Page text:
I am certainly open to other suggestions given these parameters: (not listed in order of preference or importance)

SD card - I will view the shots on both computer and HDTV. SD card can be placed in card reader - TV has a USB port for viewing photos.
auto bracketing and flash bracketing
beautiful sunset renditions
nature/wildlife daytime pictures
accurate skin tones
great battery life

Thanks for the help.
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Old Aug 11, 2008, 9:57 AM   #6
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If the only thing that led you to those cameras was your budget, Id also include the Pentax and the Olympus among the possibilities. At the entry level they are not far behind the big names in the SLR market and are often very affordable.

In any case, keep in mind that just because you can spend a certain amount of money on a body, it doesnt mean you should. You can either get a cheaper body and better lenses (the lenses are what will last longer) or just the kit itself.


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Old Aug 11, 2008, 10:37 AM   #7
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Your flash won't work on a Konica Minolta or Sony dSLR (flash systems were redesigned for digital). But, your lenses will work fine on a Sony A700, A200, A300, or A350 (or on the discontinued Konica Minolta Maxxum 5D and 7D models).

In the Sony lineup, you may also want to consider the entry level A200 if on a tight budget and plan on adding lenses and accessories (flash, etc.).

The 10MP dSLR models from Nikon, Sony and Pentax all use a Sony 10MP CCD; and the Sony A200 has very good "bang for the buck" at only $499.99 for the A200 including an 18-70mm kit lens. Because the Sony models have a body based stabilization system, any lens you use on them enjoys the benefits of this technology (including your existing Maxxum mount lenses).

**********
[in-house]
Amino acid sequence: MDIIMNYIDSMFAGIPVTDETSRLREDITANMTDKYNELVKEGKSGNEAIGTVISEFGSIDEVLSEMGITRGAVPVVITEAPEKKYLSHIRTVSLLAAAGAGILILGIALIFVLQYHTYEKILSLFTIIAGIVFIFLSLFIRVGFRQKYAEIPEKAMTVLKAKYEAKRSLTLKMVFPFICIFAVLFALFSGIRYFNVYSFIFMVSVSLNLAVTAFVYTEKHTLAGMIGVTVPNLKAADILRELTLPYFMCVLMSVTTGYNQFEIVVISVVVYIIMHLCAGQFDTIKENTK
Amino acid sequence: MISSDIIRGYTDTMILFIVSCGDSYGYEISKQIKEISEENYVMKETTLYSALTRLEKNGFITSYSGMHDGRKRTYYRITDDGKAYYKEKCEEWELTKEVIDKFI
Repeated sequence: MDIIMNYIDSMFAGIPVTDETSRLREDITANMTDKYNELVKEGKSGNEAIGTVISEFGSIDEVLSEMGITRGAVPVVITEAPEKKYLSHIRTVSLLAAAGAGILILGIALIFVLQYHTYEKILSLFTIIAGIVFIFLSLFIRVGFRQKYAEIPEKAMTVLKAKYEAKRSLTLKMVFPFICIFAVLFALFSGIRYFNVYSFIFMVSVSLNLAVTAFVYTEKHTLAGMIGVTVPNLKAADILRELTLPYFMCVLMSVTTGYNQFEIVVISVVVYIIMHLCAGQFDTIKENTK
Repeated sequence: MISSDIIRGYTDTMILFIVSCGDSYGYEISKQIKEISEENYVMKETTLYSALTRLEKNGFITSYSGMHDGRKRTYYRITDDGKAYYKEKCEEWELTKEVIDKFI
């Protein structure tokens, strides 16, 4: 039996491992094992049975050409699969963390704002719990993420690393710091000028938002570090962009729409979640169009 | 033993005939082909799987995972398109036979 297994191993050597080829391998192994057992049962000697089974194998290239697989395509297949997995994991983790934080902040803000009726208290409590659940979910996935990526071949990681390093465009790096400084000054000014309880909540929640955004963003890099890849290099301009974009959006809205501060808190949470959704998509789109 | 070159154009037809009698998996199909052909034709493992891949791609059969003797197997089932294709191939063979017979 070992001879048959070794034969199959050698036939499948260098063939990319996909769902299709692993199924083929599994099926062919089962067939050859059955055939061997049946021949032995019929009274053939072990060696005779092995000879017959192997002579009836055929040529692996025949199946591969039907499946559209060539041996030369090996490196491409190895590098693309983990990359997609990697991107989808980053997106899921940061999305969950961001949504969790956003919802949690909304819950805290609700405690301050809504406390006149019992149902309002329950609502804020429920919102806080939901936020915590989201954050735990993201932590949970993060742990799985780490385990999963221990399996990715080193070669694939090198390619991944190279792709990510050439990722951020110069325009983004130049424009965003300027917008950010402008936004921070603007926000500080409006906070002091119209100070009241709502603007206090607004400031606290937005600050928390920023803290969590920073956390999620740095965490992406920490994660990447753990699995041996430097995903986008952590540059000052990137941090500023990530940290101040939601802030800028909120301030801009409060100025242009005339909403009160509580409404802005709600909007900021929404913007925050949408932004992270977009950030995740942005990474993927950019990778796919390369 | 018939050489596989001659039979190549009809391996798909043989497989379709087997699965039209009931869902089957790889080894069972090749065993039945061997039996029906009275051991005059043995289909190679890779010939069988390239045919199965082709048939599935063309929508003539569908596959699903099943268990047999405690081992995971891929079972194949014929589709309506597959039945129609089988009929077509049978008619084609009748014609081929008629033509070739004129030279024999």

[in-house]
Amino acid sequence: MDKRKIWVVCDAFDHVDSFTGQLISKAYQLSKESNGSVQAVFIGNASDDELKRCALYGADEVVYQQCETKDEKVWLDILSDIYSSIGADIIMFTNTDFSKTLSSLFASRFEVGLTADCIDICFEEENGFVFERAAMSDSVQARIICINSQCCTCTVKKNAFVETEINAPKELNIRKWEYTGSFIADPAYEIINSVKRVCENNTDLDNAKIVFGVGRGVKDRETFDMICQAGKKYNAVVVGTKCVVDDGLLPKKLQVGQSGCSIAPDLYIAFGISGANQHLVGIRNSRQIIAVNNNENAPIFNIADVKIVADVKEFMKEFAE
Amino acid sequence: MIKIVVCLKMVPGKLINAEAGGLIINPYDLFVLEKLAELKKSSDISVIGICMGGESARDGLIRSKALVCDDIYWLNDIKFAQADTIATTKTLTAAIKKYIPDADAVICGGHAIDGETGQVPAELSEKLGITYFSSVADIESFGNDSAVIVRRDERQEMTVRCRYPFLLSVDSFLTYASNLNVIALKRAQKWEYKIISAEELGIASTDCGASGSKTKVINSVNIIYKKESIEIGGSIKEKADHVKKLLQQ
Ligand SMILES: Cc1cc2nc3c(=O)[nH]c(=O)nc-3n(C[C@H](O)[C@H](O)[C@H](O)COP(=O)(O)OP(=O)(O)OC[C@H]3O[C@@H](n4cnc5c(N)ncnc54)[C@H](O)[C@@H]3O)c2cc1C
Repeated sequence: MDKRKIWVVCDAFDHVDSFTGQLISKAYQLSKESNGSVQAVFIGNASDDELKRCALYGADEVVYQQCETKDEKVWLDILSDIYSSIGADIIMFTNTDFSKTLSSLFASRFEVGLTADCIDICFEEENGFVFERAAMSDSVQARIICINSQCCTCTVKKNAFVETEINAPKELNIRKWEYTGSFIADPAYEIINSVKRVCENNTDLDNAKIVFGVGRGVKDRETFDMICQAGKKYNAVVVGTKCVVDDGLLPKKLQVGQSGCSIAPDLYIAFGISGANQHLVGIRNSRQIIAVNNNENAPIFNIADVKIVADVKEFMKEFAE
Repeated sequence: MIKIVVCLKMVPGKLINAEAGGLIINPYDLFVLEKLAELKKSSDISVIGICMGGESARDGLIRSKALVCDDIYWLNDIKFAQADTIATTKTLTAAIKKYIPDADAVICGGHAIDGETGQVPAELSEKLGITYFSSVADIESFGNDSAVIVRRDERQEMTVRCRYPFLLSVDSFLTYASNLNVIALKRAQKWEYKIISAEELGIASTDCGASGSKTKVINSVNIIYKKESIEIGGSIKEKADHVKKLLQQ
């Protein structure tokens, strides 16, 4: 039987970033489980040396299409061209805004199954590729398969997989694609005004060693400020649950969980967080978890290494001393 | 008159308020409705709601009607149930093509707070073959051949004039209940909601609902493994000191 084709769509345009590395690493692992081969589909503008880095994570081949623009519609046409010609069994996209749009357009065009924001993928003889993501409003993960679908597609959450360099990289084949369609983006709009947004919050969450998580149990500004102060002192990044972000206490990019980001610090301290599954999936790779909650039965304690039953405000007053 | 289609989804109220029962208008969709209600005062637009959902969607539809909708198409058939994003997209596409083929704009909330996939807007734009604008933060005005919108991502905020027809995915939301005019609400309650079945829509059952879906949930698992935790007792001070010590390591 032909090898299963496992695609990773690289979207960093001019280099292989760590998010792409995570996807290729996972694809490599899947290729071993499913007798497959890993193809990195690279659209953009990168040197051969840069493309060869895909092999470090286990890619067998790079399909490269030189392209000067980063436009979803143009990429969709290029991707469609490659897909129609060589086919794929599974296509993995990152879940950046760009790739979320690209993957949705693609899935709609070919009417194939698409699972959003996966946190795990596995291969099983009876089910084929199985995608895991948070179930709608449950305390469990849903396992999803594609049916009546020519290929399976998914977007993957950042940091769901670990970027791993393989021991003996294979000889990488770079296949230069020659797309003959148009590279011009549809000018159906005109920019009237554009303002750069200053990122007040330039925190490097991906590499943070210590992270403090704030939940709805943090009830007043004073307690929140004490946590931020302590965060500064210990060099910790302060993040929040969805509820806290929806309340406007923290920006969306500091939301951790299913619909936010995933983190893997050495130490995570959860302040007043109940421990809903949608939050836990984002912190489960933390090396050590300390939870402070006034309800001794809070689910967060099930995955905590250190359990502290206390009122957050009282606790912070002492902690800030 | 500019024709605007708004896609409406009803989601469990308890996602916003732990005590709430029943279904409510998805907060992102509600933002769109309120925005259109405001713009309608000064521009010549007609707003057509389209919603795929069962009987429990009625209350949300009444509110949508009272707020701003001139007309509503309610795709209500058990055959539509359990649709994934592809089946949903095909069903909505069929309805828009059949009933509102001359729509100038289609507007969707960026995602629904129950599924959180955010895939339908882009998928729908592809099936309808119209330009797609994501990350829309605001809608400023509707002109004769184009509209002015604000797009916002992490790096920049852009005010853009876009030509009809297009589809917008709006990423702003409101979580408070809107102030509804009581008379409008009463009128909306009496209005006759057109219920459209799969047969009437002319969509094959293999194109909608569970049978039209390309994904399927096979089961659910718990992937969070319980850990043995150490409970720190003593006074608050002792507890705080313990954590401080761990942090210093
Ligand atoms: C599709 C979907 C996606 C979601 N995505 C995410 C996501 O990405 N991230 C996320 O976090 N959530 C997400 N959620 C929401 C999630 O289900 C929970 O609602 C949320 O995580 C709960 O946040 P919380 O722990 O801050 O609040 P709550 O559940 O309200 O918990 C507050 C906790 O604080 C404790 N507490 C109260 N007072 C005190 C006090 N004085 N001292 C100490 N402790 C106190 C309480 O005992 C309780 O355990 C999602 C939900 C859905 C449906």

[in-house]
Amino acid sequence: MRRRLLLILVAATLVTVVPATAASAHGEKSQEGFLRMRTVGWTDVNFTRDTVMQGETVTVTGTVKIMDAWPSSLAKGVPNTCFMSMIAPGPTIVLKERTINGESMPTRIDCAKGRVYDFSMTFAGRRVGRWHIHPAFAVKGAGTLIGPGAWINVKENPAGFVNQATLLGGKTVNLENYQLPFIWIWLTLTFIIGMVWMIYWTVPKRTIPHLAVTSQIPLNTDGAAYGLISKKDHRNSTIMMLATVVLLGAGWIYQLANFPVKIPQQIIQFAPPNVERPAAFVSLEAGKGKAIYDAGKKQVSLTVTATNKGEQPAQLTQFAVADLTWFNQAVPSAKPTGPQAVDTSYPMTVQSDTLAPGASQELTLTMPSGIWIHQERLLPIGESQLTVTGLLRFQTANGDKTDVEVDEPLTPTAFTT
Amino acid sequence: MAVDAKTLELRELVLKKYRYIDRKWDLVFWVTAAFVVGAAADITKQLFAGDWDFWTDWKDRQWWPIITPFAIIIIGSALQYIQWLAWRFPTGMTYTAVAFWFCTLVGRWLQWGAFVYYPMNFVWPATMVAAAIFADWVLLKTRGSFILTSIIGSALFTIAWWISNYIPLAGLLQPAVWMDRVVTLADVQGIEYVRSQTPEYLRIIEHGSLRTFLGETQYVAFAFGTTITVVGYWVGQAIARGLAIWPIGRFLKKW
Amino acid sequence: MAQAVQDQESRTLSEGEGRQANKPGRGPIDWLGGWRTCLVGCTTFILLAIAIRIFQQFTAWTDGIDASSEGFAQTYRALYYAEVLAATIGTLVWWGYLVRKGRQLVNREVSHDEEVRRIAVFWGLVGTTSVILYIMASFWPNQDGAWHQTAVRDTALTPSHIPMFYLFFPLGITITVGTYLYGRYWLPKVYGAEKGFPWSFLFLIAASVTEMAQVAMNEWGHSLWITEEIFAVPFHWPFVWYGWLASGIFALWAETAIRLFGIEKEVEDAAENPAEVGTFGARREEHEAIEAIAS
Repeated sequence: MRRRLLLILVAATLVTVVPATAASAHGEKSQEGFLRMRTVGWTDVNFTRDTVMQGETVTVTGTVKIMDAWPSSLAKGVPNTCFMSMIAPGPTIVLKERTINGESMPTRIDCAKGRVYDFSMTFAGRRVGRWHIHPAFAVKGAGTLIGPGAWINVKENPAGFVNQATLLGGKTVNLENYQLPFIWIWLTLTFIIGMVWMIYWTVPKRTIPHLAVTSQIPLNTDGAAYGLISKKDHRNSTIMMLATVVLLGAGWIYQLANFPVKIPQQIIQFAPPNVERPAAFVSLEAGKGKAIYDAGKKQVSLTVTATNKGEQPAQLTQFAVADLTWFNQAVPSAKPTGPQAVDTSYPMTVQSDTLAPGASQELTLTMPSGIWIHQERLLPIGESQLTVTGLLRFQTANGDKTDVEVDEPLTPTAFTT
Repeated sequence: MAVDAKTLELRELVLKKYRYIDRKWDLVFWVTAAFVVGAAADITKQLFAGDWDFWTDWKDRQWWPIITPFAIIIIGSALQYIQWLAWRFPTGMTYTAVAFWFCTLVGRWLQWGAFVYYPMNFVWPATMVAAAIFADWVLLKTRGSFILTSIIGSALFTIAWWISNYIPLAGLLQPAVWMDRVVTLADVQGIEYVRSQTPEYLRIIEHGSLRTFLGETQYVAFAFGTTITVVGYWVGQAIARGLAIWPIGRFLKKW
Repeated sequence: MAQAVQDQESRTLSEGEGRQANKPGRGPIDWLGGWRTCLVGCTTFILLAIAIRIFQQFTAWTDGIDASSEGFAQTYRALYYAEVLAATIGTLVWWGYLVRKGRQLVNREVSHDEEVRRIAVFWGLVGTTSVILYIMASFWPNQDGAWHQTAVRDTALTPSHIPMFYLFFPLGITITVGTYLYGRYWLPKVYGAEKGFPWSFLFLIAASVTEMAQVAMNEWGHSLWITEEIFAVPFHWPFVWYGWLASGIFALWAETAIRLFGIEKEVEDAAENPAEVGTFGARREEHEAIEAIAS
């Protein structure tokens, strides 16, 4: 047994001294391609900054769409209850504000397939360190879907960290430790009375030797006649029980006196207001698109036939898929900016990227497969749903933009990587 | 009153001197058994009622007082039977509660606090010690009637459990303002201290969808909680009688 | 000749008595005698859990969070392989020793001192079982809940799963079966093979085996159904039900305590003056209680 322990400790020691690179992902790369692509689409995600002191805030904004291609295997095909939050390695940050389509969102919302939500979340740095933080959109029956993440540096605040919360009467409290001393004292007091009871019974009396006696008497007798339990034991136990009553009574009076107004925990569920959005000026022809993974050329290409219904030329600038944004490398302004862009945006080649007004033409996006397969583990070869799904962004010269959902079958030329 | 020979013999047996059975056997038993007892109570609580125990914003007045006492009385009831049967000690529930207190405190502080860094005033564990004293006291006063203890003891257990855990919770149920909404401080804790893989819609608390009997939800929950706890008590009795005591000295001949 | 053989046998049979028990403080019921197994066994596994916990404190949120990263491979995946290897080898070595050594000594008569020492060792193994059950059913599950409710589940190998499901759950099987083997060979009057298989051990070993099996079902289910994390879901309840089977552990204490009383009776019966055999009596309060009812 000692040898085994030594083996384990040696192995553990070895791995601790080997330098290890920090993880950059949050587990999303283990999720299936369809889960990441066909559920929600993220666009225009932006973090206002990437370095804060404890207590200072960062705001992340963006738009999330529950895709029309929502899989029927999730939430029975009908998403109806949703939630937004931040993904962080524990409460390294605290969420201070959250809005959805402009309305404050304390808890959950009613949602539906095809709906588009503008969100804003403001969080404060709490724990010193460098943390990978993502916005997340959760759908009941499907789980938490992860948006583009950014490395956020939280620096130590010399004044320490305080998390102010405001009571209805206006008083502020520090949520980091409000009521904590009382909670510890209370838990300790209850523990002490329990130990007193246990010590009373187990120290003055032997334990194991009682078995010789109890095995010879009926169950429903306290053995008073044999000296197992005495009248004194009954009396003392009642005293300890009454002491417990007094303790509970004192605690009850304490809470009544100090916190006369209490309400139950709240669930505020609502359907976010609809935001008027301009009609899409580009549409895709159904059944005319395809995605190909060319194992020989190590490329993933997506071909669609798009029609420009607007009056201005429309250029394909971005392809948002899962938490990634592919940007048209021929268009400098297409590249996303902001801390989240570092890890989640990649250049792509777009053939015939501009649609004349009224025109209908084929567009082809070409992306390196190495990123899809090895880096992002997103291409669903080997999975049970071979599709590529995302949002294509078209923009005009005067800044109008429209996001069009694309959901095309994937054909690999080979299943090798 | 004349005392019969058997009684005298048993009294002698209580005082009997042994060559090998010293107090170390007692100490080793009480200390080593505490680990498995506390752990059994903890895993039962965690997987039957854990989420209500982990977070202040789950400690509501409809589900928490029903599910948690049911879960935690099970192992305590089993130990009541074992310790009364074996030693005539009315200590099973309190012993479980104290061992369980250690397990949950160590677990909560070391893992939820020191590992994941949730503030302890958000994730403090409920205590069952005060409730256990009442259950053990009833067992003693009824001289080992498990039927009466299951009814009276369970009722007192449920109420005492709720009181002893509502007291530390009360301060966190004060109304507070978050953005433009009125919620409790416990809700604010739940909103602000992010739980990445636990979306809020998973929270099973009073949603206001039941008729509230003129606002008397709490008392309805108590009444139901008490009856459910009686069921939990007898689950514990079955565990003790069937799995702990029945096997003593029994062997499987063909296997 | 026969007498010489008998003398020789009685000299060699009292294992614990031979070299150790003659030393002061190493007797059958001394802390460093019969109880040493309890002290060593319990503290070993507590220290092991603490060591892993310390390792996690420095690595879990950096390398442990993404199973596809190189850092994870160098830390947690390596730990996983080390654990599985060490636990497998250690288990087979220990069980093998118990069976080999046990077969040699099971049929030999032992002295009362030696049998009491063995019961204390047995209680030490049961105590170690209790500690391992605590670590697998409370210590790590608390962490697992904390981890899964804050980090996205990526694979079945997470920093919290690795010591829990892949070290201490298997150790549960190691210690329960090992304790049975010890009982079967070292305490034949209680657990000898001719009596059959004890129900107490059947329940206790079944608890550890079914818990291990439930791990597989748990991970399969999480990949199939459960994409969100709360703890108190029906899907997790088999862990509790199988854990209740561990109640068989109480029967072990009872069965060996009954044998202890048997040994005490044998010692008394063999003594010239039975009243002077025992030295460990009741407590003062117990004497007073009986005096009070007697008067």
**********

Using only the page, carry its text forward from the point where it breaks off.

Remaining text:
The A700 is a higher end model and uses a newer Sony 12MP CMOS sensor (also used by the Nikon D300), and has some features not present in the entry level models (better build quality and viewfinder, faster frame rate, higher available ISO speeds with lower noise levels, more Dynamic Range Optmization options, better Autofocus System, and more)

If budget permits, I'd lean towards the A700 between the cameras you've mentioned. But, I'm a bit biased since I shoot with a Sony A700 now. ;-)

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Old Aug 11, 2008, 10:21 PM   #8
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Thanks for the response, JimC. After a lot of further reading, and a trip to the store to "feel" it in my hands, I purchased the A700 body only. I will start out getting used to the camera with my existing Minolta lenses.

With the money I saved on not purchasing a lens(s) right now, I was able to get get a decent flash, extra battery and a couple storage cards.

Once I have some shooting experience with this new model, I'll have a better idea of which new glass I may want to invest in.

Thanks all for your help.

Sunny in NM
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Old Aug 13, 2008, 11:12 AM   #9
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Congrats! I think you'll really like the camera, although it will take some getting used to with all of the available settings.

Make sure to visit our Konica Minolta / Sony Alpha dSLR Forum if you have any issues or need tips on lenses (or want to share your results with others). We have a small but growing number of Sony dSLR owners here now and your input would be appreciated.

JimC

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Old Aug 7, 2011, 12:13 PM   #10
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Default Minolta 8000i Camera Lenses to use on Sony A55 DSLR

Hi Jim

I was reading your replies to other people and it seems like you really know your cameras. I have an old Minolta Dynax 8000i camera wit original Minolta AF Zoom lenses (35-106mm and 70-210mm 1:3.5 - 4.5). I'm thinking of buying a Sony A55 DSLR camera so that I can use these lenses.
Is there any negative reason why I should not use my old lenses, eg. will the quality/clarity of picture be compromised as opposed to buying the Sony A55 with the Sony lenses? Will quality, speed, focus, exposure, etc, all be identical with both makes of lenses?

thanks in advance
Sean